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June 22, 2009

By: Joel Cohen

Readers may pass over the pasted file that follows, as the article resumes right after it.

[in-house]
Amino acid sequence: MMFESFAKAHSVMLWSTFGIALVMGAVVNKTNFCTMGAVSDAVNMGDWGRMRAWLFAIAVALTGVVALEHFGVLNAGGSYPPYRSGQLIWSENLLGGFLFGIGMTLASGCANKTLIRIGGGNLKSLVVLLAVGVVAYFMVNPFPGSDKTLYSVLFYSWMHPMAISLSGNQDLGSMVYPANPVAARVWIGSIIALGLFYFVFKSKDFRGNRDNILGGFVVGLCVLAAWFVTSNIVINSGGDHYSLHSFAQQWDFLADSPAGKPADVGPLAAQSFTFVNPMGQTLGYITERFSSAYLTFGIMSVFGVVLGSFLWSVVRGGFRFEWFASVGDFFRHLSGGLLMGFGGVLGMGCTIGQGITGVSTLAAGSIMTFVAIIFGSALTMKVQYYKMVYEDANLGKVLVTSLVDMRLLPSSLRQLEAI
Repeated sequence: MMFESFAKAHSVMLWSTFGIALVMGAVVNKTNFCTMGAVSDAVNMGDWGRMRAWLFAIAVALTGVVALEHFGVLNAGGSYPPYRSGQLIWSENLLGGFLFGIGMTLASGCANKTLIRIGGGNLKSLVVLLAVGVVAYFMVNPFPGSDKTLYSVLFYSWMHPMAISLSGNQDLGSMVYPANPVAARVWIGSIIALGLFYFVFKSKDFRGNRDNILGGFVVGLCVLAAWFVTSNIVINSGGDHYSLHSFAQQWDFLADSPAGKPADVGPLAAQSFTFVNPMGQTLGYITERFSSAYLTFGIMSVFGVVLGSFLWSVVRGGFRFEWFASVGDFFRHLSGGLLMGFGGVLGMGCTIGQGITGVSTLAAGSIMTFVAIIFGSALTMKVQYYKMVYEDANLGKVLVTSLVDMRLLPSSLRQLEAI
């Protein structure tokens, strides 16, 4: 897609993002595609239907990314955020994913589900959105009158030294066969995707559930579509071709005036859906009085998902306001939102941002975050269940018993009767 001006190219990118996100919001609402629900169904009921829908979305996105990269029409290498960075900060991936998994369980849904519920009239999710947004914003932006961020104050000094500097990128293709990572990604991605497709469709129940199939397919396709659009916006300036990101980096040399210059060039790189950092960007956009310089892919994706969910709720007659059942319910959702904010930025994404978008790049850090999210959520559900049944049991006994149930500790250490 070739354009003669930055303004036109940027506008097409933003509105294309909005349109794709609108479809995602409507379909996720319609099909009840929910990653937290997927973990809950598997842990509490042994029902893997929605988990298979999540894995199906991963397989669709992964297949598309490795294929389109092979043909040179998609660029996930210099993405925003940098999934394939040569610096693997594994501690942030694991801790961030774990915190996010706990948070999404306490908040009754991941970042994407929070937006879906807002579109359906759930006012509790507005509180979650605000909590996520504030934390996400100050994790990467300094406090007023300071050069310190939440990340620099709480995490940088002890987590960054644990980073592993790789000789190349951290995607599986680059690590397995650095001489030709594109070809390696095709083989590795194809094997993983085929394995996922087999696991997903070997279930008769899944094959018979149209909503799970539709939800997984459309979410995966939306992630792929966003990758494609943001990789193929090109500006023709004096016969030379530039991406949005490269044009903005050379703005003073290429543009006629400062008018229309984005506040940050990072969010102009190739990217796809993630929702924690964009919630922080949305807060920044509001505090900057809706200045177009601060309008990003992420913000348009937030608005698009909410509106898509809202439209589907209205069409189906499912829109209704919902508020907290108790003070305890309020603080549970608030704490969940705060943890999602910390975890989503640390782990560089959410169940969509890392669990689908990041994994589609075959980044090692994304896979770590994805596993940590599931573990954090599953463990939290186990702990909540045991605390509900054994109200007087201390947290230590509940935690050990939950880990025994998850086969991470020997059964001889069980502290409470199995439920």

Since the dawn of the jury trial — circa the Magna Carta — the legal system has fought to keep jury decisions “pure.” The quintessence of this somewhat epistemological mandate is that jurors must remain impartial and unbiased free agents. And so judges and litigators must struggle against the overwhelming capacity of “outsiders” to bias or game the jury’s sacred, ostensibly monastic, role in deciding the fate of a litigant, civil or criminal.

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